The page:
Starting at the Horizon Casino Resort at Stateline on the South Shore, the ride circumnavigates the highways (89, 28, and 50) that run clockwise around Lake Tahoe. The loop around the lake is 72 miles, but the event offers riders the chance of biking 40, 72 or 100 miles. Most of the TNT riders opted for the century route, adding mileage by taking Highway 89 North to Truckee and turning around. The TNT and other century riders started between 6 and 7 a.m., and the rest started after 7. There are five major rest stop areas along the way, providing nourishment and fluids to racers, including a lunch break at Kings Beach.For riders who want to test their athletic ability, its about the challenge. For riders who arent accustomed to the beauty of Tahoe, its about enjoying the pristine views. For many, its a combination of both.One of the most grueling sections of the race climbs nearly 500 feet in a three-mile uphill on Highway 89 overlooking Emerald Bay. Starting at mile 10, a series of switchbacks makes the climb extremely difficult.If youve made Emerald Bay, youve made it, said Bob Centanni, a 64-year-old bicyclist from Genoa, Nev. Thats the hardest for me because its the steepest. Centanni felt relieved as he rested at Vikingsholm rest stop at the 14-mile mark. Centanni is an experienced rider of 10 years who completed the Lake Tahoe loop last September. Riding experience helps, but some riders like Monica Kohs attacked the course with little street biking background.Kohs, a 41-year-old rider who splits her residency between Lake Tahoe and Maui, hadnt ridden a bike of any kind in three years and hadnt been on a road bike in 15. At the 26-mile mark the second organized rest stop at Homewood Mountain Resort Kohs said she felt OK, but a pain reliever was in order.My necks a little sore, but I just took two ibuprofen. I should be good, she said. Kohs said the scenery and the challenge of the ride attracted her, but the social aspect of the race was also appealing.Another sort of inexperience affected Alex MacDonald, 69, from San Francisco. MacDonald had taken a 20-mile test run a day before in Reno, but it did not adequately prepare him for the high elevation of Tahoe.I knew it would be different, but I didnt know how different, he said at the Kings Beach rest stop. On a small hill about five miles into the race I wondered, Whats happening to me. Am I dying? he laughed.MacDonald had done a seven-day, 500-mile ride in Los Angeles around his 65th birthday, but the elevation got the best of him on Sunday. Like many, MacDonald was forced to hitch a ride on the SAG vehicle at Kings Beach in order to bypass the most physically strenuous stretch of road a brutal eight-mile incline on Highway 28 that climbs nearly 1,000 feet in elevation and ends at Spooner Junction. At 7,004 feet, the junction connecting Highway 50 and 28 marked the last major rest stop for riders.From there, 12 mostly downhill miles awaited worn out riders, but there were a few challenging uphills remaining in the waning miles before riders were greeted by cheering friends and family at the finish line in the parking lot of the Horizon. It is emphasized that the event is not a race, but riders took anywhere from four to 10 hours to finish.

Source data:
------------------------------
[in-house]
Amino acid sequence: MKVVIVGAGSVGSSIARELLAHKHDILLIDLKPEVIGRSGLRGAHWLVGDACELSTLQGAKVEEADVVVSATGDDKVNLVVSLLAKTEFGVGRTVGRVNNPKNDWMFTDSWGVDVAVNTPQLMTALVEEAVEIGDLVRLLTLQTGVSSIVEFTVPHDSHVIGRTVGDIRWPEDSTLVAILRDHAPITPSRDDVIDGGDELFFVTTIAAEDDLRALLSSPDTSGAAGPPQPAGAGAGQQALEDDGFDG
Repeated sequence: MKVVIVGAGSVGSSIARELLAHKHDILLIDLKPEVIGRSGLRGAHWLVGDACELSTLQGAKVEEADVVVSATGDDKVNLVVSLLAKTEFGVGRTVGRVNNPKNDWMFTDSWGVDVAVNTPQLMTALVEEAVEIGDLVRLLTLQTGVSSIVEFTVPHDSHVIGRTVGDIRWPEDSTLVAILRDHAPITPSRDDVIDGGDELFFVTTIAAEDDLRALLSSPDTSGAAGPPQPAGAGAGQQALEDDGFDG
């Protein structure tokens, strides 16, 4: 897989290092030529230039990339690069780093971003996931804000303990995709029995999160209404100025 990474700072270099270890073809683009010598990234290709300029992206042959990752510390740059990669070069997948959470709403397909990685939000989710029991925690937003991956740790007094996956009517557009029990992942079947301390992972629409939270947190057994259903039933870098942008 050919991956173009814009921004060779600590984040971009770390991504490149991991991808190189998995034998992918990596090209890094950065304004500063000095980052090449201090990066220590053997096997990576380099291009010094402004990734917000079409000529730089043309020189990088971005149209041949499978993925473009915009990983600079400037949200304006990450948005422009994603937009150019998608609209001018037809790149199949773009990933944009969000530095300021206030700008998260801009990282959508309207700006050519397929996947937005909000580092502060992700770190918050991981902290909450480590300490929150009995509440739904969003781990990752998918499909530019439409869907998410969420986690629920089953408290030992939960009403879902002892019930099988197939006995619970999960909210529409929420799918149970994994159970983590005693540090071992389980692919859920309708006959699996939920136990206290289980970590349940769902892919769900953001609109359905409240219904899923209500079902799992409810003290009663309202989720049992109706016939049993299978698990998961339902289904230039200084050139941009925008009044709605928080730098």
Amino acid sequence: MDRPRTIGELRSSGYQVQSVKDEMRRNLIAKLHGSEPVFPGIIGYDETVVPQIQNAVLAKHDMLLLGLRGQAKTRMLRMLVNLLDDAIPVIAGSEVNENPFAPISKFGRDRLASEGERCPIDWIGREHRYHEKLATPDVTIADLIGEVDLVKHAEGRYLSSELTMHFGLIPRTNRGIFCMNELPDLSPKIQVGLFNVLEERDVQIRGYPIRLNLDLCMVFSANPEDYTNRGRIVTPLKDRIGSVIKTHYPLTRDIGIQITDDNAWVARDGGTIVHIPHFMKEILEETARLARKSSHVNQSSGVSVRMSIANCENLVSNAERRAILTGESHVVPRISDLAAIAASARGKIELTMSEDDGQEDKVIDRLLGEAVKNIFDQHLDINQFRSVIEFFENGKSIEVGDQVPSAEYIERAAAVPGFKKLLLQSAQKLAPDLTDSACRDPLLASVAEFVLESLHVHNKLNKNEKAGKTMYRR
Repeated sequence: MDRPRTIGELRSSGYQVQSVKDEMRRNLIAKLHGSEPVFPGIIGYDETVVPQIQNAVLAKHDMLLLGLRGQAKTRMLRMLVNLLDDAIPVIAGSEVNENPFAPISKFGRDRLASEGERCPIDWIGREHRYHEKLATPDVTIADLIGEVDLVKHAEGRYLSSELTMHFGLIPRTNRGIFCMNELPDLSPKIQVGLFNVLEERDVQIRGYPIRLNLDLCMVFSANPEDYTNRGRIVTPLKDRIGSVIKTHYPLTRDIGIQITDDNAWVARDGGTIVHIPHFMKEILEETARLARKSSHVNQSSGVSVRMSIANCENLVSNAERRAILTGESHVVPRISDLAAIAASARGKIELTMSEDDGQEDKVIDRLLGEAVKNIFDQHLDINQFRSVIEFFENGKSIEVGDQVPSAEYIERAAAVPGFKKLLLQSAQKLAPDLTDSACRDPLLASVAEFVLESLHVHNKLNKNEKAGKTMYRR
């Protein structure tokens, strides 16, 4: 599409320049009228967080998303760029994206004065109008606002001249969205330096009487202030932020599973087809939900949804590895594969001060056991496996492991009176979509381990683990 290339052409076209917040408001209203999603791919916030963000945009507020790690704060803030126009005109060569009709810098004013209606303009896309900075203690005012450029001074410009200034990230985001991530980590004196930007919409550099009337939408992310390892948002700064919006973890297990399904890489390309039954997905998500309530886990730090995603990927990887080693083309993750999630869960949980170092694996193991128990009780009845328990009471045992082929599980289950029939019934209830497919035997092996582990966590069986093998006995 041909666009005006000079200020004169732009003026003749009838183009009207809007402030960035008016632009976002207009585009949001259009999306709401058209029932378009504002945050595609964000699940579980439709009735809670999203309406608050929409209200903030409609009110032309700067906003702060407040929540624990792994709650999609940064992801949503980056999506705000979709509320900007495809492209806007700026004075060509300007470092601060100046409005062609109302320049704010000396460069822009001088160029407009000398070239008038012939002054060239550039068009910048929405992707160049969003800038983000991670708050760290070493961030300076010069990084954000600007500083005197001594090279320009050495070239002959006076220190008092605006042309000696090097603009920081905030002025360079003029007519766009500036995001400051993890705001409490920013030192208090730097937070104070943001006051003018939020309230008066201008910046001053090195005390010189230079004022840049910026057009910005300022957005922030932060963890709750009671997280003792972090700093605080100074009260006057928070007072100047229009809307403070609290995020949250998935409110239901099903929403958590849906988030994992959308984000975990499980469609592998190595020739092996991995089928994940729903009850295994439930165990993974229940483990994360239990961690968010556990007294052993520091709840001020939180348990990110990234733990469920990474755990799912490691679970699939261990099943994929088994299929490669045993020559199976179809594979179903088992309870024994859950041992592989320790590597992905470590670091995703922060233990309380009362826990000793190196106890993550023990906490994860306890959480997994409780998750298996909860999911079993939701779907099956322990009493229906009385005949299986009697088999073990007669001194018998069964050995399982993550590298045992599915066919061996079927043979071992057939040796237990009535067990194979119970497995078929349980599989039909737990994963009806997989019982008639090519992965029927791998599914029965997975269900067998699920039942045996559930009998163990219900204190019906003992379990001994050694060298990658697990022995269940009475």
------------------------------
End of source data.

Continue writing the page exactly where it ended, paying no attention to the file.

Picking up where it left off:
A few of the more dazzling finishers were a group of four unicyclists. Among them, Nathan Hoover and Scot Cooper completed the 72-mile race, while Hoovers wife and son Grace Fleming and Beau Hoover took the 40-mile route.Hoover and his family are from Los Gatos, Calif., and Cooper hails from Capitola, Calif. Besides the added challenge compared to riding a bicycle, Hoover said riding a unicycle around Tahoe added an element of uniqueness to the event sprinkled in with the mass numbers of bikers.If youre in a field of 3,000 bikes, youre just one more bike, Hoover said. Were giving everybody something different to look at. For more information about Team-in-Training, visit http://www.teamintraining.org/hm_tnt. For more information about Americas Most Beautiful Bike Ride, visit http://www.bikethewest.com/AMBRR.html.